Unpacking the mechanisms of the EU ‘throughput’ governance legitimacy

the case of EFSA

Research output: Contribution to journalJournal articleResearchpeer-review

Abstract

The proliferation of EU agencies, referred to as agencification phenomenon, constitutes a significant EU institutional innovation. Agencification aimed to provide information, promote efficiency, decrease politicization and generate standards based on specialised technical knowledge. However, the expanded role of EU agencies in regulatory policymaking has raised legitimacy questions, particularly in times of crisis and scandals.
The legitimacy of agencies has been extensively studied with regard to input, and output (efficiency) legitimacy criteria. Instead, drawing on Schmidt’s (2013) work this article claims that in order to assess the overall legitimacy of the EU regulatory governance through agencies, the ‘throughput’ criterion needs to be considered. Although important, the ‘input’ (politics) and ‘output’ (policy) criteria fail to capture what happens within the actual governance (process), between the decisions and the outcomes. Examples from the EU food regulatory governance through the European Food Safety Authority (EFSA), a particularly technical and scientific policy area, illustrate how the ‘throughput’ mechanisms operate. While the absence of one of the throughput mechanisms delegitimizes the regulatory governance of food, their simultaneous presence contributes to overall legitimacy of governance.
Original languageEnglish
JournalPerspectives on European Politics and Society
Volume16
Issue number2
Pages (from-to)159-177
Number of pages18
ISSN1570-5854
DOIs
Publication statusPublished - 2015

Cite this

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title = "Unpacking the mechanisms of the EU ‘throughput’ governance legitimacy: the case of EFSA",
abstract = "The proliferation of EU agencies, referred to as agencification phenomenon, constitutes a significant EU institutional innovation. Agencification aimed to provide information, promote efficiency, decrease politicization and generate standards based on specialised technical knowledge. However, the expanded role of EU agencies in regulatory policymaking has raised legitimacy questions, particularly in times of crisis and scandals. The legitimacy of agencies has been extensively studied with regard to input, and output (efficiency) legitimacy criteria. Instead, drawing on Schmidt’s (2013) work this article claims that in order to assess the overall legitimacy of the EU regulatory governance through agencies, the ‘throughput’ criterion needs to be considered. Although important, the ‘input’ (politics) and ‘output’ (policy) criteria fail to capture what happens within the actual governance (process), between the decisions and the outcomes. Examples from the EU food regulatory governance through the European Food Safety Authority (EFSA), a particularly technical and scientific policy area, illustrate how the ‘throughput’ mechanisms operate. While the absence of one of the throughput mechanisms delegitimizes the regulatory governance of food, their simultaneous presence contributes to overall legitimacy of governance.",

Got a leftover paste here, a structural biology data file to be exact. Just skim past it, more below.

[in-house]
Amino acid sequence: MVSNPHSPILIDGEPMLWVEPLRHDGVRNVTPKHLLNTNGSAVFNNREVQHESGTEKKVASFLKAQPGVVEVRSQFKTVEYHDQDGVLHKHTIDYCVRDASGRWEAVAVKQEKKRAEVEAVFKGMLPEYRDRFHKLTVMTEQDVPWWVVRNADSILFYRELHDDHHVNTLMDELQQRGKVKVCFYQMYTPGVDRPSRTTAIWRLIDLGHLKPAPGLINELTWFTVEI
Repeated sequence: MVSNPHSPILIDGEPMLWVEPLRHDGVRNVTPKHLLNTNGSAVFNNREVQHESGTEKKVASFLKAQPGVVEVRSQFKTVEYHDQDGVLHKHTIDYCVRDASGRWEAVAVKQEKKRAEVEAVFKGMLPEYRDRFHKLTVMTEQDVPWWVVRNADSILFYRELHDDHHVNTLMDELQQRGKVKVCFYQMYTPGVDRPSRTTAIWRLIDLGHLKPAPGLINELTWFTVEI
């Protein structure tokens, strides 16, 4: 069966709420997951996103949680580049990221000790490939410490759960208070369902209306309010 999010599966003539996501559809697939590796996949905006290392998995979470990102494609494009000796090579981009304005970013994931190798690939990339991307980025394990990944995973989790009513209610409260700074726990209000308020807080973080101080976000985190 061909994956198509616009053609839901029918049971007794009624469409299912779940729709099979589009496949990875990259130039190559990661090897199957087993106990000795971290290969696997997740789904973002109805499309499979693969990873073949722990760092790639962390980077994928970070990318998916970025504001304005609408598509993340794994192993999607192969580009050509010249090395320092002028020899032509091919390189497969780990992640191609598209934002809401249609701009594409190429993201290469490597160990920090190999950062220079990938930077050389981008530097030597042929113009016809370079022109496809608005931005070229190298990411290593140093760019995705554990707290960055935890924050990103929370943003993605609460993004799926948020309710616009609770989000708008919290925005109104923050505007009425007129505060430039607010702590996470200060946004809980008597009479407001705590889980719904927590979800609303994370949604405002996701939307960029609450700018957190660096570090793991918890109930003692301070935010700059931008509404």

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Unpacking the mechanisms of the EU ‘throughput’ governance legitimacy : the case of EFSA. / Chatzopoulou, Sevasti.

In: Perspectives on European Politics and Society, Vol. 16, No. 2, 2015, p. 159-177.

Research output: Contribution to journalJournal articleResearchpeer-review

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AB - The proliferation of EU agencies, referred to as agencification phenomenon, constitutes a significant EU institutional innovation. Agencification aimed to provide information, promote efficiency, decrease politicization and generate standards based on specialised technical knowledge. However, the expanded role of EU agencies in regulatory policymaking has raised legitimacy questions, particularly in times of crisis and scandals. The legitimacy of agencies has been extensively studied with regard to input, and output (efficiency) legitimacy criteria. Instead, drawing on Schmidt’s (2013) work this article claims that in order to assess the overall legitimacy of the EU regulatory governance through agencies, the ‘throughput’ criterion needs to be considered. Although important, the ‘input’ (politics) and ‘output’ (policy) criteria fail to capture what happens within the actual governance (process), between the decisions and the outcomes. Examples from the EU food regulatory governance through the European Food Safety Authority (EFSA), a particularly technical and scientific policy area, illustrate how the ‘throughput’ mechanisms operate. While the absence of one of the throughput mechanisms delegitimizes the regulatory governance of food, their simultaneous presence contributes to overall legitimacy of governance.

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